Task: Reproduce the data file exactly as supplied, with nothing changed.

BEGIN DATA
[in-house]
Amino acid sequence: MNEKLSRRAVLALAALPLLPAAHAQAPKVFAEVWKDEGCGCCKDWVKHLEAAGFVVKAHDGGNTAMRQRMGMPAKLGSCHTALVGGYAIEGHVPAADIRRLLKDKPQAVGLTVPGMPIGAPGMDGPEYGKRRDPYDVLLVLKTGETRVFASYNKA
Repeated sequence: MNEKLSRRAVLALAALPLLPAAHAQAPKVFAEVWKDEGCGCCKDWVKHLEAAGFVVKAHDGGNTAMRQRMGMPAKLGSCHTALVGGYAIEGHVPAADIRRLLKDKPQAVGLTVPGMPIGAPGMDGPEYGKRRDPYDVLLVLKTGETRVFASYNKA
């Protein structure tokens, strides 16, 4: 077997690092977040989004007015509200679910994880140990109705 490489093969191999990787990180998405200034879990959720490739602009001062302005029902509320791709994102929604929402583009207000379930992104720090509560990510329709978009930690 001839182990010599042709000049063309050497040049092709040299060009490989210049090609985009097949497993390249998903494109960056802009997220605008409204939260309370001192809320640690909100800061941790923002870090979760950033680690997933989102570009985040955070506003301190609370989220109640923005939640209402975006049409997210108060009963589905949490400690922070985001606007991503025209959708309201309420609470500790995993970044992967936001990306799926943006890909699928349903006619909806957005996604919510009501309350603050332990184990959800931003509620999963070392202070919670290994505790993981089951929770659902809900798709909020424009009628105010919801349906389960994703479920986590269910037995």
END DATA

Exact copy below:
[in-house]
Amino acid sequence: MNEKLSRRAVLALAALPLLPAAHAQAPKVFAEVWKDEGCGCCKDWVKHLEAAGFVVKAHDGGNTAMRQRMGMPAKLGSCHTALVGGYAIEGHVPAADIRRLLKDKPQAVGLTVPGMPIGAPGMDGPEYGKRRDPYDVLLVLKTGETRVFASYNKA
Repeated sequence: MNEKLSRRAVLALAALPLLPAAHAQAPKVFAEVWKDEGCGCCKDWVKHLEAAGFVVKAHDGGNTAMRQRMGMPAKLGSCHTALVGGYAIEGHVPAADIRRLLKDKPQAVGLTVPGMPIGAPGMDGPEYGKRRDPYDVLLVLKTGETRVFASYNKA
């Protein structure tokens, strides 16, 4: 077997690092977040989004007015509200679910994880140990109705 490489093969191999990787990180998405200034879990959720490739602009001062302005029902509320791709994102929604929402583009207000379930992104720090509560990510329709978009930690 001839182990010599042709000049063309050497040049092709040299060009490989210049090609985009097949497993390249998903494109960056802009997220605008409204939260309370001192809320640690909100800061941790923002870090979760950033680690997933989102570009985040955070506003301190609370989220109640923005939640209402975006049409997210108060009963589905949490400690922070985001606007991503025209959708309201309420609470500790995993970044992967936001990306799926943006890909699928349903006619909806957005996604919510009501309350603050332990184990959800931003509620999963070392202070919670290994505790993981089951929770659902809900798709909020424009009628105010919801349906389960994703479920986590269910037995």